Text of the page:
Life On Earth
Vaccination - Is It Worth The Risk?
A child’s health and well-being is the primary concern of any parent, as such it is no surprise that many parents are mindful of any medical treatments these children require. There are few topics in pediatric medicine that have drawn greater attention than that of vaccination.
Although there exists a difference between routine childhood vaccinations and those hastily assembled during a crisis, many of the debated issues were the same in both cases: What are the potential side effects? Do vaccines cause autism? And the most common of all – do the benefits outweigh the risks?
In this article we will address these key issues (and several more) and try to conclusively answer the question “Should I vaccinate my child?”
Although this may seem like a lot, 16 diseases are preventable in children via vaccinations.
The Centers for Disease Control (CDC) has found that some communities, like Ashland Oregon, have an unusually large number of parents that do not vaccinate their children (28% in the previously stated town). This situation is becoming more common in the developed world and is outright dangerous for their town and our society as a whole.
One of those little known benefits of any organism living in large communities is a phenomenon known as “herd immunity“. To put it simply, when most people in a group are vaccinated, the chances of the disease surviving to find an unvaccinated person drastically goes down.
To our grandparents and our parents, who saw first hand the horror of these diseases, vaccination was a lot easier choice. From the perspective of our generation (who has never seen a child struck down from polio) it would seem that we are taking companies on faith that there is a benefit to putting their chemicals into our bodies. Take a look at some photos of developing world (if you have the stomach for it) as polio is currently undergoing a resurgence in Africa.
If you have ever seen the horrifying footage of a child struggling to breathe after the onset of whooping cough than you would have no doubts that this enemy is real.
Most of those reading this article will have had chicken pox (historically seen as a normal phase of childhood) but it is now completely preventable. For most of us chicken pox was an irritating but mild illness, but few people realize that it led to over 10,000 hospitalizations a year.
In 1995 the US government made available a vaccine for chicken pox and, after making the shots mandatory in 41 of 50 states, the rate of infection dropped from 4 million cases per year to approximately 400,000 and is expected to drop further. Although 4% of those who receive the dose can contract a mild rash, only .001% of people have had severe side effects and there has not been a single death linked to the vaccine itself in over 40 million doses.
When traveling to remote and exotic destinations we find it commonsense that we need to get additional immunizations. Why, in an age where you/your illnesses can cross the globe in hours, do we have trouble believing some of these diseases will find their way into our homes? Nobody is saying that you should take/give your children every vaccine on the global market, but the ones offered in your area are likely tailored to the diseases that pose a risk in your nation/region.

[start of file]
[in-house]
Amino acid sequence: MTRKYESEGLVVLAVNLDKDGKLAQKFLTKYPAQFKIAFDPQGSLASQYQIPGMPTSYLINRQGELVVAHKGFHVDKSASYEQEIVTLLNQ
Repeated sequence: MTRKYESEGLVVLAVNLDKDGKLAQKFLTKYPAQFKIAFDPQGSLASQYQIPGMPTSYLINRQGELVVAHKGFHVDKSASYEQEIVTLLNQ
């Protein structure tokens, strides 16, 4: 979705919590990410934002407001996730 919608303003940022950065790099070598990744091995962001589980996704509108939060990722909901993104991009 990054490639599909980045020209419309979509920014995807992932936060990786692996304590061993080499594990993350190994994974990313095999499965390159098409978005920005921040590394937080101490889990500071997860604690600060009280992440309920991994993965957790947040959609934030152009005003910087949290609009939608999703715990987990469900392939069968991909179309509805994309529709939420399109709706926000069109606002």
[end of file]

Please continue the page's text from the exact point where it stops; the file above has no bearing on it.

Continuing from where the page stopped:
Some celebrities have taken the public spotlight for claiming that the Measles, Mumps and Rubella injections (MMR) cause autism, but their claims can easily be thrown out once you look at the vast range of studies that have been performed around the world.
The largest of these studies was conducted in Denmark, where investigators reviewed the health records of 537,000 children, born from 1991 until 1998. This study conclusively found that there was no difference in the autism rates of children who received the MMR vaccine and those who did not.
Don’t take our word for it, click here to see the information for yourself.
The reason parents can incorrectly associate autism with vaccination is due to the typical age the condition develops. Autism primarily strikes when a child’s brain development hits a certain point, which happens to lie in the first few years of age. This also happens to be the same time period that a child will hit the physical development point that enables them to be safely vaccinated.
Although the idea of injections causing autism may seem sound to your personal intuition, you can’t ignore the results of a study that reviewed over half a million children, let alone the plethora of other studies in this field. Just because you do two things in the same year, it does not mean they have any impact on each other (as the aforementioned experiment has proven).
So, should you vaccinate your children?
In the end the choice is obviously yours, but just keep an open mind and don’t blindly buy into media hype. News outlets need to sell papers or deliver viewers to their ads and the easiest way to achieve this is to fuel controversy and to instill public fear.
If you are wondering whether or not to immunize your child, do some research on your own. Visit the sources linked to in this article, or look up the symptoms of the disease in question.
Just keep in mind – the most common reactions from a shot will fade over a day or so; the horrific effects from a disease like polio can scar your child for life.
Written by: Ben Lovatt
There are no comments on this item.
Copyright 2006-2014 Educated Earth